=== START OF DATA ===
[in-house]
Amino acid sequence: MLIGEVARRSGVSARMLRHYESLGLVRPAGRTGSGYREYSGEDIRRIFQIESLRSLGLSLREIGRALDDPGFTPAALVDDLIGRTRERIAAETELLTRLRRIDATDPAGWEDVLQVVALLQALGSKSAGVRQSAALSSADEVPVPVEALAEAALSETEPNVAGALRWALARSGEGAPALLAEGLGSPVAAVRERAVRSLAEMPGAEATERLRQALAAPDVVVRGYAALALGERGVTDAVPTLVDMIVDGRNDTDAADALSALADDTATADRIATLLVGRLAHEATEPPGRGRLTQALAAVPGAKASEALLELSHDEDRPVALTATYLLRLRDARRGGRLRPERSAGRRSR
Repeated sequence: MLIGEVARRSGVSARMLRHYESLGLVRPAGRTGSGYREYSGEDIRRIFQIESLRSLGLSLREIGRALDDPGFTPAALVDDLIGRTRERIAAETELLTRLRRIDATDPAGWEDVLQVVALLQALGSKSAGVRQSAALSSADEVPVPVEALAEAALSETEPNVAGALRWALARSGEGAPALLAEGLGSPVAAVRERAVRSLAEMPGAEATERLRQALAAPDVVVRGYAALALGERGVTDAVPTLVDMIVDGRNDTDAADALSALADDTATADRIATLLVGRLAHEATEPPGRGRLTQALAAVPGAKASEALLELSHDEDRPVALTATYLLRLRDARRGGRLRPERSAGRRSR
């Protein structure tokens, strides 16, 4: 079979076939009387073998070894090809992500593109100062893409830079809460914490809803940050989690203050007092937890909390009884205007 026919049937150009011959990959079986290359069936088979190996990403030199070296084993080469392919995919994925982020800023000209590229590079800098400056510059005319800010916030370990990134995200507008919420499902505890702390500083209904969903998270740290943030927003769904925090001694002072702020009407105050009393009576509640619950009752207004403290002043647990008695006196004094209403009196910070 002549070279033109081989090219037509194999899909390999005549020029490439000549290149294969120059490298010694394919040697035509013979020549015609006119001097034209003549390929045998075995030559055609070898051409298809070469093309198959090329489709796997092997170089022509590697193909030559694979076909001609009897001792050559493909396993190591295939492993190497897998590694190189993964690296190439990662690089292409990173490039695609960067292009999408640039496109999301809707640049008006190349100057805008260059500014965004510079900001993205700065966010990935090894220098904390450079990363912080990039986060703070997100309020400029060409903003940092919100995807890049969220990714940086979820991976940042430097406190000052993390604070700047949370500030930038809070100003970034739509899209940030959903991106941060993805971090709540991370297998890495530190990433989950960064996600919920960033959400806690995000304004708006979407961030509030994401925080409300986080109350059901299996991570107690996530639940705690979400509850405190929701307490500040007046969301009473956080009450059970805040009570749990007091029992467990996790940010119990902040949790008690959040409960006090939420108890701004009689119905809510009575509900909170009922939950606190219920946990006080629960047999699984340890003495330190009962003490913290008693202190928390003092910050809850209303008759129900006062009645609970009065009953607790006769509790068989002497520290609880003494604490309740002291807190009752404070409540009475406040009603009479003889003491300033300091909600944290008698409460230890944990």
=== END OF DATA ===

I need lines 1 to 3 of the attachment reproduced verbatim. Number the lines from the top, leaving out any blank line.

[in-house]
Amino acid sequence: MLIGEVARRSGVSARMLRHYESLGLVRPAGRTGSGYREYSGEDIRRIFQIESLRSLGLSLREIGRALDDPGFTPAALVDDLIGRTRERIAAETELLTRLRRIDATDPAGWEDVLQVVALLQALGSKSAGVRQSAALSSADEVPVPVEALAEAALSETEPNVAGALRWALARSGEGAPALLAEGLGSPVAAVRERAVRSLAEMPGAEATERLRQALAAPDVVVRGYAALALGERGVTDAVPTLVDMIVDGRNDTDAADALSALADDTATADRIATLLVGRLAHEATEPPGRGRLTQALAAVPGAKASEALLELSHDEDRPVALTATYLLRLRDARRGGRLRPERSAGRRSR
Repeated sequence: MLIGEVARRSGVSARMLRHYESLGLVRPAGRTGSGYREYSGEDIRRIFQIESLRSLGLSLREIGRALDDPGFTPAALVDDLIGRTRERIAAETELLTRLRRIDATDPAGWEDVLQVVALLQALGSKSAGVRQSAALSSADEVPVPVEALAEAALSETEPNVAGALRWALARSGEGAPALLAEGLGSPVAAVRERAVRSLAEMPGAEATERLRQALAAPDVVVRGYAALALGERGVTDAVPTLVDMIVDGRNDTDAADALSALADDTATADRIATLLVGRLAHEATEPPGRGRLTQALAAVPGAKASEALLELSHDEDRPVALTATYLLRLRDARRGGRLRPERSAGRRSR